Shakespeare in the Slums

Shakespeare in the Slums

Flotilda Williams … Danitra Vance


[Fire escape outside a brick Harlem tenement building.A poor, young African-American girl (wearing acolorful combination of dreadlocks, a pink top,rainbow belt, blue jeans, yellow socks and sneakers)stands on the fire escape and takes wash off of aclothesline. She turns to address the camera.]

Flotilda Williams: Um, hi, I’m FlotildaWilliams. Um, Flotilda Williams, the classical actresswith the federally-funded classical repertory companycall “Shakespeare in the Slums.” … Um, right now,we’re doin’ a production of Mister WilliamShakespeare’s entitled “Romeo and Juliet” – and it isthe play that inspired the TV game show “Family Feud.”…

I play Juliet and she live here in a high rise. Butshe live in the low part of the high rise, okay? …And, um, she in her room tryin’ to be asleep but shecan’t sleep because she’s thinkin’ about this guy -this really cute guy – he make her laugh with hisfunny, funny jokes, prob’ly got some money, so sheLIKE him! … Um, his name Romeo — that’s the title,”Romeo and Juliet.”

So, I’m up here on my back porch and he down here inthe alleyway, lookin’ up in my window. Now – he notlookin’ up in my window because he a freak — helookin’ up in my window because he LIKE me a LOT. …And then – then he begin to talk to hisself. Now henot talkin’ to hisself because he crazy. He talk tohisself because it’s a play, okay? … People in playstalk to theyselves a LOT. … All right. So — he downthere in the alleyway, lookin’ up in my window,talkin’ to hisself. He say, finally:

[Throughout the rest of the sketch, she enactsShakespeare’s dialogue extravagantly, assuming thecharacters completely, and then abruptly reverts toher “ghetto” self to address the camera with bluntexplanations of the text.]

“But soft! what light throo yonder windo’break?”

And that’s when I break through the window. … Andwhen I break through, I’m like this: [with gesturesand lips moving, she mimes an animated conversationbut makes no sound] … Because he say I speak — yetI say nothing. [mimes some more soundless dialogue]… And then, finally, I say my first words, Isay,

“Ay me!
O, Romeo, Romeo! wherefore art thouRomeo?”

Wherefore mean why. She sayin’, “Why you gotsto be Romeo?”

“Deny thy father and refuse thy name;
Or, if thou wilt not, be but sworn my love
[handsto her heart]And I’ll no longer be a Capsulet.”

And she thinkin’, she thinkin’,

“Tis but thy name that is my enemy
Thou art thyself though, not a Montagoo.”
What’s a Montagoo? … It is nor hand, norarm,
Nor foot, nor face, nor any other part
[hands on hips]Belonging to a man.”

[suggestive] You know what she’s talkin’ about. …Then she say, you know, a lot o’ things. You know, allthese things, back and forth, back and forth, back andforth. She talk to herself and she start talkin’ tohim down here in the alleyway because she finally seehim down there. She say lovey-dovey thingslike:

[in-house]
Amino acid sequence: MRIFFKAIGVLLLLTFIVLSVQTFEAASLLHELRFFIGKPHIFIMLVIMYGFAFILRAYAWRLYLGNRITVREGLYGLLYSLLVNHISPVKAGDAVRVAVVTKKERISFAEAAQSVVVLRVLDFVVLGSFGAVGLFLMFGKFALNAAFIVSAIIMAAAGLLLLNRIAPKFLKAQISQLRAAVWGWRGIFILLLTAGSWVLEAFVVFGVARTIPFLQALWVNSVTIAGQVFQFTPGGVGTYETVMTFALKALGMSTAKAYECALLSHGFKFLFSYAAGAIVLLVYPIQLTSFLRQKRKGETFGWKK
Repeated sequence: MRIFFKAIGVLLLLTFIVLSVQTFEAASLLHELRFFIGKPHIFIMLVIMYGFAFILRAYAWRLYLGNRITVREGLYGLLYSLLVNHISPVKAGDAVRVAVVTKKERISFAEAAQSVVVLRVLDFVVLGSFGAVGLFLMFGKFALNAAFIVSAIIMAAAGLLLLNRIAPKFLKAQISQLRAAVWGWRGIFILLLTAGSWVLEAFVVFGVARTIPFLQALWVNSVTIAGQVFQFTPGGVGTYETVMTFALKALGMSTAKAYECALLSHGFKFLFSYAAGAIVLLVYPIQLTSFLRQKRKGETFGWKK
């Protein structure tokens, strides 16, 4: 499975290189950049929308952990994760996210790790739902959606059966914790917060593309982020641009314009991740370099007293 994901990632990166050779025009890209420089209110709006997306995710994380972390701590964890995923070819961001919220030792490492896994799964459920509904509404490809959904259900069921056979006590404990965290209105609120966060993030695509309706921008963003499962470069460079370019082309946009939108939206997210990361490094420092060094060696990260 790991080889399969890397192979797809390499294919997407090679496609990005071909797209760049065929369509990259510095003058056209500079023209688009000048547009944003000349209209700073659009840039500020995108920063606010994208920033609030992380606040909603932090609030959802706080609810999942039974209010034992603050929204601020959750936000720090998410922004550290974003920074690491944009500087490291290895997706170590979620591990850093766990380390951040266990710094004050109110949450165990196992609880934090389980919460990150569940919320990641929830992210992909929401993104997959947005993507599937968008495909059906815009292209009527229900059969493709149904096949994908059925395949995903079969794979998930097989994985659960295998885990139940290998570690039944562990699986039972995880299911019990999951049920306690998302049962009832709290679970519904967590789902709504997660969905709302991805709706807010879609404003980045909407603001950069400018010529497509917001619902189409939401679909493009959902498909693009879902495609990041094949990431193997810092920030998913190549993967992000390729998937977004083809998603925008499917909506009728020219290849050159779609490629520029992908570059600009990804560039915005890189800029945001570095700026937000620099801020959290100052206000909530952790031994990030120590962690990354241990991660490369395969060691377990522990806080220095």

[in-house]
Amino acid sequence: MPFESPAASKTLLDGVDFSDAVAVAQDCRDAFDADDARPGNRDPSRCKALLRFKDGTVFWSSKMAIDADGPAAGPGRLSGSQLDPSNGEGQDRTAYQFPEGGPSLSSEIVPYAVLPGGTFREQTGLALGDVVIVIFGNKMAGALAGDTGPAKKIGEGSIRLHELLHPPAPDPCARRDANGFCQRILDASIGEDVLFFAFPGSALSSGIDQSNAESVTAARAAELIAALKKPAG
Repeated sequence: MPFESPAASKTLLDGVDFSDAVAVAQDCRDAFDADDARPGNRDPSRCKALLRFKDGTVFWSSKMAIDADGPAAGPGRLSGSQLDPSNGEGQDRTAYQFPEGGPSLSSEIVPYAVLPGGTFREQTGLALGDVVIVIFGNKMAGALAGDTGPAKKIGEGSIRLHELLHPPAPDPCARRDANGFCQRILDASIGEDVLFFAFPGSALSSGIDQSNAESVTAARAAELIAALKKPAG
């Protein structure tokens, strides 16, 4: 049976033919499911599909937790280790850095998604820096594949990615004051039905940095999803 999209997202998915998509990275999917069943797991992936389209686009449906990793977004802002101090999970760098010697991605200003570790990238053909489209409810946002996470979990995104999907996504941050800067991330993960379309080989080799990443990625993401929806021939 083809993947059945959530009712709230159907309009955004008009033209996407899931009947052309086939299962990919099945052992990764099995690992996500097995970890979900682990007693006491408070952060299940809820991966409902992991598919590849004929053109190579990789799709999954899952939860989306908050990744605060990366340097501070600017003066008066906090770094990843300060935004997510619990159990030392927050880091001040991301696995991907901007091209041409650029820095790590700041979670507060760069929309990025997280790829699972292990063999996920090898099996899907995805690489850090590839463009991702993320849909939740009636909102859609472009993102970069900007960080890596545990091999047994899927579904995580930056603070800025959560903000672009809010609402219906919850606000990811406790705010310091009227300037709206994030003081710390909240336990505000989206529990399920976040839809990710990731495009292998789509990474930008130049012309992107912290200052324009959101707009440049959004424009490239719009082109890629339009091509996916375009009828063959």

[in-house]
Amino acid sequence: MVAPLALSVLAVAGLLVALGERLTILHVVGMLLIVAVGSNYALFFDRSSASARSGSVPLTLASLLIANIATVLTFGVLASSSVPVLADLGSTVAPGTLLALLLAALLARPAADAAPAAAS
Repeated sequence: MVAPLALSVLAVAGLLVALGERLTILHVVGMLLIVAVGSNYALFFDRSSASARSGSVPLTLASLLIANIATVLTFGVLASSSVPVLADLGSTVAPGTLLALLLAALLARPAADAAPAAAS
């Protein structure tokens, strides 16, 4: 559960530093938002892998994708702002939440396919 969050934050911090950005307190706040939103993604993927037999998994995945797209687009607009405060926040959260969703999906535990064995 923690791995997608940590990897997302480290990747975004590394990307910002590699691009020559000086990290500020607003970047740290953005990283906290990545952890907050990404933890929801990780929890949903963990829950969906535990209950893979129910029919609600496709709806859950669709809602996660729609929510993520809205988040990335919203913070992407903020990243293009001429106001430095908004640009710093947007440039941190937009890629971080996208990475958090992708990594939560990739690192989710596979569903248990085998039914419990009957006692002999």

“My bounty is as boundless as the sea,
My love as deep; the more I give to thee,
The more I have, for both are infinite.
[hears noise, looks around]I hear some noise within, dear love, adieu.”
That mean bye. … And, uh,

“Stay but a little, I will come again.”

That mean she be right back. [mimes an exit, thenreturns] … And then she come right back. …

“Three words, dear Romeo, and good nightindeed.
If that thy bent of love be honorable,
Thy purpose marriage, send word,
By one I’ll procure to come to thee,
Where and at what time thou wilt perform therite.”

That mean marry me, marry me, marry me – I’m notgiving up nothin’ till you marry me. …[fixes her hair, breathlessly]

“Then all my fortunes at thy foot I’ll lay
And follow thee, my lord, throughout theworld.

[hears noise, calls off]By and by, I come–!
[back to Romeo]But if thou mean’st not well
I do beseech thee
To cease thy suit and leave me to mygrief.”

That mean if you not gonna marry me, don’t mess withmy mind. I can find somebody else! …

“A thousand times good night.”

Then she gone again. Um, this time she gone a littlebit longer ’cause she had to talk to her Mama and theNurse. Um, I don’t know why she had to talk to theNurse because she not really sick. … [mimesan exit, then returns] And then she come right back.But she don’t see him nowhere. And she want to say,[cups hands to her mouth, calls out] “Hey, Romeo!Where you at?!” … But she can’t do that becauseJuliet is a very dignified girl, and hollerin’ off theback porch is very iginant. … So she justsay, she just say, she just say, she say:

“Hist … “

[nervously looks around, then through clenched teeth,quietly]

“Romeo.”

[nervously puts a hand to her lips, pauses, takes adeep breath, cups hands to mouth, lowers voice, callsgoofily with round eyes and mouth:]

“Rooooooomeeeooooooo …”

[breaks into a smile at the sight of Romeo] And thenshe see him. Um…

“I have forgot why I did call thee back.
‘Tis almost morning. I would thee were gone
And yet no further than a wanton’s bird
That lets it hop a little from her hand
Like a poor prisoner in her twisted gyves
And with a silk thread plucks it back again
So loving-jealous of his liberty.” …

I don’t know what that part mean. … And – and thenshe say, she say, uh,

“Good night.”

[starts to exit but comes back, sees Romeo’s stillthere — more insistently]

“Good night! Parting is such sweetsorrow
That I shall say good night till it bemorrow.”

[she blows Romeo a kiss and gives him a little wave -then, pleasantly, into the camera]

Good night.

[And with that, Flotilda Williams, classical actress,turns and goes back to taking down her laundry.Applause. Fade.]

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